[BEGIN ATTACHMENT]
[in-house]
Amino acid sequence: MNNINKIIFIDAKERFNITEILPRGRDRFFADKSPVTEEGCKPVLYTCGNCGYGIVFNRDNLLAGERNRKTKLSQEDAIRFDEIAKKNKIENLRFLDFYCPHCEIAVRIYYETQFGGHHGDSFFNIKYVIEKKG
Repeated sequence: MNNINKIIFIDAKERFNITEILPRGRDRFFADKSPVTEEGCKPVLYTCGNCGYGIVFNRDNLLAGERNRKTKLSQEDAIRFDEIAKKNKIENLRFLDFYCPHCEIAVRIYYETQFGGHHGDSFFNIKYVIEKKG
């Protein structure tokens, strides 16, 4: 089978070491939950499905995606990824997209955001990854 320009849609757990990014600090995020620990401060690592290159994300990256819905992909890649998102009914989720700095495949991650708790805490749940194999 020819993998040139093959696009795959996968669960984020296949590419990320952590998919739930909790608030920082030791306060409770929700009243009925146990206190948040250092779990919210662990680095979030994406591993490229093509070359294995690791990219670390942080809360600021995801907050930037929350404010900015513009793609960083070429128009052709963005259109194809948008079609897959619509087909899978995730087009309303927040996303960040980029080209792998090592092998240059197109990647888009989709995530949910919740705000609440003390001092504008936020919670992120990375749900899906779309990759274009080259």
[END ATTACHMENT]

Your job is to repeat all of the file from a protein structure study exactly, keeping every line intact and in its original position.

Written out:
[in-house]
Amino acid sequence: MNNINKIIFIDAKERFNITEILPRGRDRFFADKSPVTEEGCKPVLYTCGNCGYGIVFNRDNLLAGERNRKTKLSQEDAIRFDEIAKKNKIENLRFLDFYCPHCEIAVRIYYETQFGGHHGDSFFNIKYVIEKKG
Repeated sequence: MNNINKIIFIDAKERFNITEILPRGRDRFFADKSPVTEEGCKPVLYTCGNCGYGIVFNRDNLLAGERNRKTKLSQEDAIRFDEIAKKNKIENLRFLDFYCPHCEIAVRIYYETQFGGHHGDSFFNIKYVIEKKG
């Protein structure tokens, strides 16, 4: 089978070491939950499905995606990824997209955001990854 320009849609757990990014600090995020620990401060690592290159994300990256819905992909890649998102009914989720700095495949991650708790805490749940194999 020819993998040139093959696009795959996968669960984020296949590419990320952590998919739930909790608030920082030791306060409770929700009243009925146990206190948040250092779990919210662990680095979030994406591993490229093509070359294995690791990219670390942080809360600021995801907050930037929350404010900015513009793609960083070429128009052709963005259109194809948008079609897959619509087909899978995730087009309303927040996303960040980029080209792998090592092998240059197109990647888009989709995530949910919740705000609440003390001092504008936020919670992120990375749900899906779309990759274009080259």